A U.S Federal judge on Tuesday ordered Apple to help federal investigators access data on the iPhone 5c used by San Bernardino shooter Syed Farook, reports NBC News. According to court papers, Apple “declined to provide [assistance] voluntarily.”
More specifically, the device is an iPhone 5c that belongs to Syed Farook, who with his wife Tashfeen Malik murdered 14 people in San Bernardino, California last year. The phone is locked with a passcode, and prosecutors say data found in Farook’s iCloud account suggests it could contain evidence.
The judge ruled Tuesday that the Cupertino-based company had to provide “reasonable technical assistance” to the government in recovering data from the iPhone 5c, including bypassing the auto-erase function and allowing investigators to submit an unlimited number of passwords in their attempts to unlock the phone. Apple has five days to respond to the court if it believes that compliance would be “unreasonably burdensome.”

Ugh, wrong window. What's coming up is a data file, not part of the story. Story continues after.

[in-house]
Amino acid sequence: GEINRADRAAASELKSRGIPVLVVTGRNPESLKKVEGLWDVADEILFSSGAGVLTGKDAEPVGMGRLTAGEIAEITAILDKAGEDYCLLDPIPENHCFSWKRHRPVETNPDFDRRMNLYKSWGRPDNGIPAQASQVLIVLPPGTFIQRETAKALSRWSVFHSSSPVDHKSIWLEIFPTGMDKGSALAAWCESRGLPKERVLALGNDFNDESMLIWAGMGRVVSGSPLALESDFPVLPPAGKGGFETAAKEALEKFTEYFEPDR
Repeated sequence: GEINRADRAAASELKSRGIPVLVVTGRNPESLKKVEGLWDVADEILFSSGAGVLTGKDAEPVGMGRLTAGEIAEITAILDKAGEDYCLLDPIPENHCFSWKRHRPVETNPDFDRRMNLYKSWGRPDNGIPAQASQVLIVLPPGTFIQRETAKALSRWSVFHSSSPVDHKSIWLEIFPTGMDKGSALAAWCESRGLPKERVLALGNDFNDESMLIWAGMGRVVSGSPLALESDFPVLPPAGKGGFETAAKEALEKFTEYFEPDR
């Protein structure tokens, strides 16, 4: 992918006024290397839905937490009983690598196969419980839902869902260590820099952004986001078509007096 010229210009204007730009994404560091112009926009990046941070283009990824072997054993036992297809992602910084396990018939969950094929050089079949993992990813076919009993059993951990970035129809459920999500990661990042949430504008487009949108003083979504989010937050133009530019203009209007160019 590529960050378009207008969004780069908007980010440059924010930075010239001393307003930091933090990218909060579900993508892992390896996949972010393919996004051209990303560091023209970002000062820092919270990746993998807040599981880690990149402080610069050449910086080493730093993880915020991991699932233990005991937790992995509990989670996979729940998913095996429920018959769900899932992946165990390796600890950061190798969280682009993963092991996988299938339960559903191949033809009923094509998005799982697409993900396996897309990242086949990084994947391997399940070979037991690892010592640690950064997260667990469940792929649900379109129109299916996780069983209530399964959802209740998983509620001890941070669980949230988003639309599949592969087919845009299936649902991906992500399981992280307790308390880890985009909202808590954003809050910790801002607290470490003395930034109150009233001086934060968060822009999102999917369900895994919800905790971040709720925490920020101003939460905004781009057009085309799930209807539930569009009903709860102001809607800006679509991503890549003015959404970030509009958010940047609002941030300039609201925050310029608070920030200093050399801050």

Apparently, FBI has managed to get their hands on iCloud backups of Syed’s iPhone 5c, and want Apple to disable a feature that automatically erases the iPhone’s data after a certain specified number of failed login attempts. It is still unclear if Apple will be able to help the government agencies here or not.
Apple stopped storing encryption keys after the release of iOS 8, making it impossible for the company to bypass passcodes to gain access to a device. Additionally, Apple CEO Tim Cook has consistently insisted that providing back-door access past its encryption for authorities would open the door for “bad guys” to gain access to its users’ data.
Apple Ordered to Help FBI unlock iPhone 5c of San Bernardino’s shooter